Thursday, February 28, 2019

05 Thomas on the Vices

Question 53: Imprudence

I am not a Thomas scholar. Furthermore, I have had little exposure to the Thomas or Thomism except during schooldays, when I rebelled against it.* I also have limited exposure to Aristotle. Most of my academic study of philosophy was within an analytic that treated him as of historic interest only. When I did my first degree in philosophy 35 years ago the only Aristotle texts I read were De Anima and the Nicomachean Ethics. I did not purposely avoid The Philosopher; it just worked out that way given the course choices that were available to me (there were four courses on Rawls offered for every one on Aristotle when I was an undergrad). As a consequence, this stuff is foreign to me and I am struggling to figure out what is going on as we proceed in this class. It was a pleasant surprise, therefore, this week to find something I had not expected—an argument that is an old friend. 

The argument runs right through Question 53 of the second part of the second part but is perhaps most notable in the response to article 5, wherein Thomas deals with the question, “Whether inconstancy is a vice contained under prudence?” Below I cite a section of the response:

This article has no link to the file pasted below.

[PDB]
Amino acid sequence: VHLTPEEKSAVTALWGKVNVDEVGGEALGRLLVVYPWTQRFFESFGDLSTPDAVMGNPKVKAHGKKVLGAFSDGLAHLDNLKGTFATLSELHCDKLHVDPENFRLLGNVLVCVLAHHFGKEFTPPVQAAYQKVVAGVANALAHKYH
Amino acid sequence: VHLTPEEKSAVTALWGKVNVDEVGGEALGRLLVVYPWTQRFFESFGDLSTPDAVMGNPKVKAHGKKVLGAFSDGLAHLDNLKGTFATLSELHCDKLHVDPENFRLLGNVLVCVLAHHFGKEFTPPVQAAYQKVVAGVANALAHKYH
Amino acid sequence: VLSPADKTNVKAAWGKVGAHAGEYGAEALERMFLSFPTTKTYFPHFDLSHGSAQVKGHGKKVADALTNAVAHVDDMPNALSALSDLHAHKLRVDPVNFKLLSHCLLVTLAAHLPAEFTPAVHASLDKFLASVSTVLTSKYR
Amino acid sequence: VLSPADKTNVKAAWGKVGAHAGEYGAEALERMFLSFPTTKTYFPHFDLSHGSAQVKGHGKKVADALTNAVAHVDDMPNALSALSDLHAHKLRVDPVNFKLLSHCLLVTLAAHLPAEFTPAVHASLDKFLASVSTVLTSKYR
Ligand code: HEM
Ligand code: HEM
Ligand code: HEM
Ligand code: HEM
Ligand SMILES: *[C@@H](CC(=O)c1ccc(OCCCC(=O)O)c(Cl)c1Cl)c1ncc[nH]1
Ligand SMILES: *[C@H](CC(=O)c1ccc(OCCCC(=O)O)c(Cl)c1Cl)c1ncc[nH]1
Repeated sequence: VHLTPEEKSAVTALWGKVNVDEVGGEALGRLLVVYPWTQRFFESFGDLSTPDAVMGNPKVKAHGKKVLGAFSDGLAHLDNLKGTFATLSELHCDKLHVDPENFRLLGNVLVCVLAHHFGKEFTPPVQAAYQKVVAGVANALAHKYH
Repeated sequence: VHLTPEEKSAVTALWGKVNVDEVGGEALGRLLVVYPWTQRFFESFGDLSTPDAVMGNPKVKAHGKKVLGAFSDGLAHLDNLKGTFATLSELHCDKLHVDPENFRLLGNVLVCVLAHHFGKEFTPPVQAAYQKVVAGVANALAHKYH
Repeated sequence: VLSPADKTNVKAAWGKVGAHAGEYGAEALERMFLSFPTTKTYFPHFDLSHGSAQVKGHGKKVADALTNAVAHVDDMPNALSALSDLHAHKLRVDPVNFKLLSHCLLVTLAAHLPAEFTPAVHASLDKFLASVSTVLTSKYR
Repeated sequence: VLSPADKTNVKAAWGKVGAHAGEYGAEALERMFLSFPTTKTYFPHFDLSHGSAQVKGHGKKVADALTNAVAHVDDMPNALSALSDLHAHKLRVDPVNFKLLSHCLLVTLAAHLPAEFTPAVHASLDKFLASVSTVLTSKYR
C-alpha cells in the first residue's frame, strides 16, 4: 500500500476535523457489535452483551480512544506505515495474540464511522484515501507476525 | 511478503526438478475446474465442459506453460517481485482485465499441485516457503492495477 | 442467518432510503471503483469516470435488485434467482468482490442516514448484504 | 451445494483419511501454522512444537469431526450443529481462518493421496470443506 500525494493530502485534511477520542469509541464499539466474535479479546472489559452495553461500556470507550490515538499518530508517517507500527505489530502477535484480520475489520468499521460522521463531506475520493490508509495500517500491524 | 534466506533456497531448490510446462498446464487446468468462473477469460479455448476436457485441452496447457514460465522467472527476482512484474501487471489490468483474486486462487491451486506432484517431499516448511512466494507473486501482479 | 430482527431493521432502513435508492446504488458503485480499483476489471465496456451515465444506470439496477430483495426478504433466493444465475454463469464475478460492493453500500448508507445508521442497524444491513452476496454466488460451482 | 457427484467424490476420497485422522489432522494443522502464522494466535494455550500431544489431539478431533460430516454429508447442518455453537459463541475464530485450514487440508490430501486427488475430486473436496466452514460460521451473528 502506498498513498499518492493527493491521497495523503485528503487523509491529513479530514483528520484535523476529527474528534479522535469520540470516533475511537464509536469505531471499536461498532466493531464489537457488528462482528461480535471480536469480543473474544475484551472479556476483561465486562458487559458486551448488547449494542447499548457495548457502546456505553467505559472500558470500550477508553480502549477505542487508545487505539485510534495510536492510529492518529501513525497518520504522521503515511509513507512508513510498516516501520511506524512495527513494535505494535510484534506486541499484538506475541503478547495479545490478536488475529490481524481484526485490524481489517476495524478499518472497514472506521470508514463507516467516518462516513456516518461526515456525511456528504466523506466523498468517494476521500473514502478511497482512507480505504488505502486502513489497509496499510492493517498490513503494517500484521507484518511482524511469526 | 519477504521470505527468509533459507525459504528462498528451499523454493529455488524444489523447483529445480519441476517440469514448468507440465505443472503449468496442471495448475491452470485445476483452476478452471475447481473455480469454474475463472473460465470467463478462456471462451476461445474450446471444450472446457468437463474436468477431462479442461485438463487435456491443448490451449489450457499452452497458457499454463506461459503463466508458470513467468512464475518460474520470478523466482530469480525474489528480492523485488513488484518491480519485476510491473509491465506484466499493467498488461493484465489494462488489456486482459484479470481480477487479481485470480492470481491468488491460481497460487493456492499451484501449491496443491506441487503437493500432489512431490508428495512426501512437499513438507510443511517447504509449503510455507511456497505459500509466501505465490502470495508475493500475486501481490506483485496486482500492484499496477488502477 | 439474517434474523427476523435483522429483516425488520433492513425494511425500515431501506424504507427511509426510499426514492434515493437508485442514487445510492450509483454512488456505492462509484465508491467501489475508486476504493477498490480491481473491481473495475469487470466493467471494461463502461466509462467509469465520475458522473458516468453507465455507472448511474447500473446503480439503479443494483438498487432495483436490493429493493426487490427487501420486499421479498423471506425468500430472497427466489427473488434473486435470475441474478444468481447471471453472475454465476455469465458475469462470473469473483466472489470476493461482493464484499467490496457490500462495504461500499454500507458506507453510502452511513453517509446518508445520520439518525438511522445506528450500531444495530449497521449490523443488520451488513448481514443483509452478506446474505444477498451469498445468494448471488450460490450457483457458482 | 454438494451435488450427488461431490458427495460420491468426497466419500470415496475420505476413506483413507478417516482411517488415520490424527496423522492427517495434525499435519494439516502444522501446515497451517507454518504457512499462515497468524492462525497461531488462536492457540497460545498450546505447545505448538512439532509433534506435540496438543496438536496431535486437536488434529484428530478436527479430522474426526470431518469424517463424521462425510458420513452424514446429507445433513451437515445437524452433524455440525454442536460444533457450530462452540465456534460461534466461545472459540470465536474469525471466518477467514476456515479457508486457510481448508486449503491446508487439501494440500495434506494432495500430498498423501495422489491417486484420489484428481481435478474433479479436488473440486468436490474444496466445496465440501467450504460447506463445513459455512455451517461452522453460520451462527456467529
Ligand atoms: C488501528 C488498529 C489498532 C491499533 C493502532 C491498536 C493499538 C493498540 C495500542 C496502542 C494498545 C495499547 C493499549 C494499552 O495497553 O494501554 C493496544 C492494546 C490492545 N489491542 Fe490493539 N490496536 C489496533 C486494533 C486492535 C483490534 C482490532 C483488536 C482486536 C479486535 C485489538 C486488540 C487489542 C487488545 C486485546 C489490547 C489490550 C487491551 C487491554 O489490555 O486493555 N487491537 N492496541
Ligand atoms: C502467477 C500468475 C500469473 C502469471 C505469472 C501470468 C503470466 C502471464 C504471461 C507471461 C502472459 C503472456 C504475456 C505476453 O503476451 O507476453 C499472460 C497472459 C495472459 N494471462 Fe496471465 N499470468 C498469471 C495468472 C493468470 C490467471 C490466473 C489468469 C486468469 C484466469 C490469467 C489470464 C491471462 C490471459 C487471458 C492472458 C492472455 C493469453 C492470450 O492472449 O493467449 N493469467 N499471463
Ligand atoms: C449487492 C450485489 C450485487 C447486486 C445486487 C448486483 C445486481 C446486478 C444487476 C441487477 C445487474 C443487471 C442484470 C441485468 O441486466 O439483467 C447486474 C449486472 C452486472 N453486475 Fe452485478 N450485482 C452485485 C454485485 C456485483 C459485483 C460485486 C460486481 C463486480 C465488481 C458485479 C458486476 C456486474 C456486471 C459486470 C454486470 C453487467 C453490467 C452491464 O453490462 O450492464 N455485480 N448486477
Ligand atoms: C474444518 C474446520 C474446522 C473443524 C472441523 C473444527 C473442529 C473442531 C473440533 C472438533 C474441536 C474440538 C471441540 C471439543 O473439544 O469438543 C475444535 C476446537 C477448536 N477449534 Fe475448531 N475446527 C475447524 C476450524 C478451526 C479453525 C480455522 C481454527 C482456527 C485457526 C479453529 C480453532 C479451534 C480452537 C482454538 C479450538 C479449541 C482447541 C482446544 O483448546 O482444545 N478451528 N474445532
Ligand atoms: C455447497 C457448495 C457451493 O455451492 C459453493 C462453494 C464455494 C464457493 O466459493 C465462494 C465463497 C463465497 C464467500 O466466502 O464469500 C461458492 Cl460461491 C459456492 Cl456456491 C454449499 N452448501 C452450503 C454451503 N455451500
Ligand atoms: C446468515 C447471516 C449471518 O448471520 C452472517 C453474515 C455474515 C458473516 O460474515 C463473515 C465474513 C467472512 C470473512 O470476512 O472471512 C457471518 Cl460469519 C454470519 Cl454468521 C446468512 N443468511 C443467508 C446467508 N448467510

I answer that, Inconstancy denotes withdrawal from a definite good purpose. Now the origin of this withdrawal is in the appetite, for a man does not withdraw from a previous good purpose, except on account of something being inordinately pleasing to him: nor is this withdrawal completed except through a defect of reason, which is deceived in rejecting what before it had rightly accepted. And since it can resist the impulse of the passions, if it fail to do this, it is due to its own weakness in not standing to the good purpose it has conceived; hence inconstancy, as to its completion, is due to a defect in the reason.